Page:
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  • Ambiguity-Free Edge-Bundling for Interactive Graph Visualization

    Publication Year: 2012 , Page(s): 810 - 821
    Cited by:  Papers (1)  |  Patents (1)
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    Save to Project icon | Request Permissions | Click to expandQuick Abstract | PDF file iconPDF (1451 KB) |  | HTML iconHTML  

    Graph visualization has been widely used to understand and present both global structural and local adjacency information in relational data sets (e.g., transportation networks, citation networks, or social networks). Graphs with dense edges, however, are difficult to visualize because fast layout and good clarity are not always easily achieved. When the number of edges is large, edge bundling can be used to improve the clarity, but in many cases, the edges could be still too cluttered to permit correct interpretation of the relations between nodes. In this paper, we present an ambiguity-free edge-bundling method especially for improving local detailed view of a complex graph. Our method makes more efficient use of display space and supports detail-on-demand viewing through an interactive interface. We demonstrate the effectiveness of our method with public coauthorship network data. View full abstract»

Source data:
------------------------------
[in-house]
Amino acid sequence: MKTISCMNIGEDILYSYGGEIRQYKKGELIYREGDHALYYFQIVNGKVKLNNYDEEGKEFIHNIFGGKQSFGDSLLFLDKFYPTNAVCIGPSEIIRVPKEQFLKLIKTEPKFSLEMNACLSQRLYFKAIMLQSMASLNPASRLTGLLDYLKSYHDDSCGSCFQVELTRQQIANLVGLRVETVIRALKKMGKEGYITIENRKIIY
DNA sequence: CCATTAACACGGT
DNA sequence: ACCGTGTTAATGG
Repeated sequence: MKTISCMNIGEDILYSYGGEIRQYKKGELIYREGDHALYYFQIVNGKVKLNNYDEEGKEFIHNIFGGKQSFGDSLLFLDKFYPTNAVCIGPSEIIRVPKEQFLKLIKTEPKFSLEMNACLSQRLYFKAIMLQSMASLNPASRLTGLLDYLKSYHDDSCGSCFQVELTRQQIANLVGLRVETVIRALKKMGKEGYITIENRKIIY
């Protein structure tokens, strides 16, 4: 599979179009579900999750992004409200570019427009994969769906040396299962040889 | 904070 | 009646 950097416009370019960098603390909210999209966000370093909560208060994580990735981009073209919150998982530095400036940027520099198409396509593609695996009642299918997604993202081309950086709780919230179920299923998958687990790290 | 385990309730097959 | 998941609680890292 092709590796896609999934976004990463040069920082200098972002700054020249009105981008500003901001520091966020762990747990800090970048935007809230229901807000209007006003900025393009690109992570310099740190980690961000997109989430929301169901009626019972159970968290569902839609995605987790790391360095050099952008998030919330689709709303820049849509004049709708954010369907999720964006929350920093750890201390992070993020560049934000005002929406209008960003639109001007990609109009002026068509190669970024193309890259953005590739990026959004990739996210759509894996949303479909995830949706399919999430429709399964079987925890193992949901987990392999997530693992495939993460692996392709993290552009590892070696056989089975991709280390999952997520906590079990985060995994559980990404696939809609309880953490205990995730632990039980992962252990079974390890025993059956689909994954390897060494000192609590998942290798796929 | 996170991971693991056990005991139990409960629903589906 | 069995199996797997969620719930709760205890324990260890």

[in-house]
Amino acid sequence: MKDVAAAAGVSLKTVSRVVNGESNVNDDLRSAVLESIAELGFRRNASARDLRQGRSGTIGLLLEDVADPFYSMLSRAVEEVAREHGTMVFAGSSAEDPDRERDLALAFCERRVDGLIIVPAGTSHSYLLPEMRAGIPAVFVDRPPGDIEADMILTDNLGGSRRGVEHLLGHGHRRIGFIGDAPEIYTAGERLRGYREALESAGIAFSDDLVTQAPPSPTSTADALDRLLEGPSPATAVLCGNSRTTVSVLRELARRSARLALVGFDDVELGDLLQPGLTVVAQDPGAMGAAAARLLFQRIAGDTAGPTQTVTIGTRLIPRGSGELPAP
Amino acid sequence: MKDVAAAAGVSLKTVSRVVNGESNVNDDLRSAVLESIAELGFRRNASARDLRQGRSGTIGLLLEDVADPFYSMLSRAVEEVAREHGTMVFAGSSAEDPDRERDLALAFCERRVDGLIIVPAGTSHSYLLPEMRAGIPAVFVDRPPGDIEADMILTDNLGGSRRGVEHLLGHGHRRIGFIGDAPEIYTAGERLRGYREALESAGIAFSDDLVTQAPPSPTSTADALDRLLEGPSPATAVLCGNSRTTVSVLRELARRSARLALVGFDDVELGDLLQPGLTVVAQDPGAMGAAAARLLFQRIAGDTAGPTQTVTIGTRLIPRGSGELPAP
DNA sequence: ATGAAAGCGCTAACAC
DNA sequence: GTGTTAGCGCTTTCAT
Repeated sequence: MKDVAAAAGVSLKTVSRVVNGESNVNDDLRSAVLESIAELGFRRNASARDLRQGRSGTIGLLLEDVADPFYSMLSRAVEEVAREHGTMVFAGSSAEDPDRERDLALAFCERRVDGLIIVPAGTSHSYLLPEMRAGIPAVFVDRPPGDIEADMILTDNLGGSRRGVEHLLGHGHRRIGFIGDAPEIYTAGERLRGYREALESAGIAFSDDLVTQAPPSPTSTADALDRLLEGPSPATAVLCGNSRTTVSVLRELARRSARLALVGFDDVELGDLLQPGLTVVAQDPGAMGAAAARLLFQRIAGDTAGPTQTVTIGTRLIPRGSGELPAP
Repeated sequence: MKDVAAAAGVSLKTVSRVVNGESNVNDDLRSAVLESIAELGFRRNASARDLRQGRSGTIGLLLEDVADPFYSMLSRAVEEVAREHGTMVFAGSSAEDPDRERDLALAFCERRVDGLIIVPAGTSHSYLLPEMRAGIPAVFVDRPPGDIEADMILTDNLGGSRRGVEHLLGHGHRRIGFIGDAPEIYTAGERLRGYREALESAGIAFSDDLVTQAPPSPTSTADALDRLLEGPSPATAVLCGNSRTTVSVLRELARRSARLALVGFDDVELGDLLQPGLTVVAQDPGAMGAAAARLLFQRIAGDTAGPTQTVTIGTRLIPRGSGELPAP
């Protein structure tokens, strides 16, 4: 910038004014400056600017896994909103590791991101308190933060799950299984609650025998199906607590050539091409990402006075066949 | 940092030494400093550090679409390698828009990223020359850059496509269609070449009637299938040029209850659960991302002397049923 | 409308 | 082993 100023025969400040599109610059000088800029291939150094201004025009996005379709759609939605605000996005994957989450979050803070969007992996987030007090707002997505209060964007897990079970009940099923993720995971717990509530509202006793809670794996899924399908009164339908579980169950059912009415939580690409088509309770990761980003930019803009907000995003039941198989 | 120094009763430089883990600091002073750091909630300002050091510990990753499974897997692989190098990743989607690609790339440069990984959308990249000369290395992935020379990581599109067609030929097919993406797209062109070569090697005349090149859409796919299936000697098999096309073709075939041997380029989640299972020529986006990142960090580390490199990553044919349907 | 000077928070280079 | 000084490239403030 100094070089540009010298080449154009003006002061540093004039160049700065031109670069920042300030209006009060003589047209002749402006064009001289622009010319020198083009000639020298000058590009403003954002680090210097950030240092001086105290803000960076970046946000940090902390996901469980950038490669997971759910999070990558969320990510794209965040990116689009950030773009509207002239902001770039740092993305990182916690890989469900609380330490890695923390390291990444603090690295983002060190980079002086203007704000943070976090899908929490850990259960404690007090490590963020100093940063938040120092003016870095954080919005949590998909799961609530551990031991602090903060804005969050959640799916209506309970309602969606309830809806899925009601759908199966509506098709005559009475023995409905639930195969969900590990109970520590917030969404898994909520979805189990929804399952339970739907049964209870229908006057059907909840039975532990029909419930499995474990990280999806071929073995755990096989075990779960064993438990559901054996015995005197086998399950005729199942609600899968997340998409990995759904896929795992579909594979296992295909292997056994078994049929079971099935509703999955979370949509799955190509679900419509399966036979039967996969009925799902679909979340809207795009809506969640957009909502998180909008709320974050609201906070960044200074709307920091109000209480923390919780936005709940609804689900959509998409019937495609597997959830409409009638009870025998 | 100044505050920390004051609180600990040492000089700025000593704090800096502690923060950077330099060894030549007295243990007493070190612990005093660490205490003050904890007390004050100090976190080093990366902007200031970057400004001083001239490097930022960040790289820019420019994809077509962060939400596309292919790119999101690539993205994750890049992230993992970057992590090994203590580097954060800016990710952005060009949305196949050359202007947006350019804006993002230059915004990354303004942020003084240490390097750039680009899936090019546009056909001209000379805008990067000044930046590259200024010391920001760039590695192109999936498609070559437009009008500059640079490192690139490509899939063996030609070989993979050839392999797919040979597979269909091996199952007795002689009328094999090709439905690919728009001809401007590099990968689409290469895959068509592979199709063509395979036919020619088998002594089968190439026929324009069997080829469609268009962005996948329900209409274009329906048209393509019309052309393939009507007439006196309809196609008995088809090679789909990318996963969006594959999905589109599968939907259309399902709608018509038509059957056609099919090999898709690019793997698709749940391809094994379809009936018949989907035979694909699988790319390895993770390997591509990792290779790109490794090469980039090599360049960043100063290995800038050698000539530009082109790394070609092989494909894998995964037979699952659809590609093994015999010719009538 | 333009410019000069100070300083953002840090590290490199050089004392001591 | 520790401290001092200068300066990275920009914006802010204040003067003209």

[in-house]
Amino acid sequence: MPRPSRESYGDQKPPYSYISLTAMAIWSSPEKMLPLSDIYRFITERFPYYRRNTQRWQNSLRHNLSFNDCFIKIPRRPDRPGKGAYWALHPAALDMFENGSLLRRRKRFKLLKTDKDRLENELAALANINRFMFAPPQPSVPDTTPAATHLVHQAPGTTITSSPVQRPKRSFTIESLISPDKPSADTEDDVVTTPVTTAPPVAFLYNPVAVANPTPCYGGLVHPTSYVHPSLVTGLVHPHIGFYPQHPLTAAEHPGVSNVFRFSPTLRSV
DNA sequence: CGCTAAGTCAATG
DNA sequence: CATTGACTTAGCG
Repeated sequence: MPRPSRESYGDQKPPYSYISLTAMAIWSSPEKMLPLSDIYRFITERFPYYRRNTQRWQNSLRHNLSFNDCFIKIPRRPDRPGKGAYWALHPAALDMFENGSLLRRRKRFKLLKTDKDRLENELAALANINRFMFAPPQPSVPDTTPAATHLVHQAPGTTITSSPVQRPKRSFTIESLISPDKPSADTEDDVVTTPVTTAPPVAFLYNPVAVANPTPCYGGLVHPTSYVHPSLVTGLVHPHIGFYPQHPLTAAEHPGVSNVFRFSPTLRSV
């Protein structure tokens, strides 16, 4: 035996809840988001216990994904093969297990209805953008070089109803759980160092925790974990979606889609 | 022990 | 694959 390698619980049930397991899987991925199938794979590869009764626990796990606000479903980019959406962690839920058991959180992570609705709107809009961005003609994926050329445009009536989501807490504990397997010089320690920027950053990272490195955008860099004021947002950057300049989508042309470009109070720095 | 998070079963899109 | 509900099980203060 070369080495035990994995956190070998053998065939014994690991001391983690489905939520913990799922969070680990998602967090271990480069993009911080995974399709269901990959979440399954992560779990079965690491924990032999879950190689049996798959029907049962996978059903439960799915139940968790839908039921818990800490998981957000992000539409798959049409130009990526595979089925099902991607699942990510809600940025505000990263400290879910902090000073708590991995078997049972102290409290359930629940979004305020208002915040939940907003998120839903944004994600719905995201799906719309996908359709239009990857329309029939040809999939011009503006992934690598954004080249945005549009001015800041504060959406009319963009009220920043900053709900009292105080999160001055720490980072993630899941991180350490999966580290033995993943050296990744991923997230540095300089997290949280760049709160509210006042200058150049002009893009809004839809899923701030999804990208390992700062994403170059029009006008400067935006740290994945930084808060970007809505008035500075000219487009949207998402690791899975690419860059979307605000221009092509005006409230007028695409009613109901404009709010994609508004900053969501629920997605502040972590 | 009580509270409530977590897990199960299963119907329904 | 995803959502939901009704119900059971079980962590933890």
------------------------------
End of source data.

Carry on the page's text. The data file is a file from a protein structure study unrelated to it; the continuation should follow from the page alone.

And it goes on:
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  • Design and Evaluation of MagnetViz—A Graph Visualization Tool

    Publication Year: 2012 , Page(s): 822 - 835
    Cited by:  Papers (2)
    Save to Project icon | Request Permissions | Click to expandQuick Abstract | PDF file iconPDF (2883 KB) |  | HTML iconHTML  

    MagnetViz was designed for the interactive manipulation of force-directed graph layouts, allowing the user to obtain visualizations based on the graph topology and/or the attributes of its nodes and edges. The user can introduce virtual magnets anywhere in the graph and these can be set to attract nodes and edges that fulfill user-defined criteria. When a magnet is placed, the force-directed nature of the layout forces it to reorganize itself in order to reflect the changes in the balance of forces, consequently changing the visualization into one that is more semantically relevant to the user. This paper describes MagnetViz's concepts, illustrating them with examples and a case study based on a usage scenario. We also describe how the MagnetViz has evolved since its original version and present the evaluation of its latest version. This evaluation consists of two user studies aiming at assessing generated layout quality and how well the concepts can be apprehended and employed, and a task taxonomy assessment focusing on establishing which graph visualization tasks the technique is able to handle. View full abstract»

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  • Cover3

    Publication Year: 2012 , Page(s): c3
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  • Cover4

    Publication Year: 2012 , Page(s): c4
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  • New OnlinePluse publication model [advertisement]

    Publication Year: 2012 , Page(s): 836
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Aims & Scope

Visualization techniques and methodologies; visualization systems and software; volume visualization; flow visualization; multivariate visualization; modeling and surfaces; rendering; animation; user interfaces; visual progranuning; applications.

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Meet Our Editors

Editor-in-Chief
Leila De Floriani
Department of Computer Science, Bioengineering, Robotics and Systems Engineering
University of Genova
16146 Genova (Italy)
ldf4tvcg@umiacs.umd.edu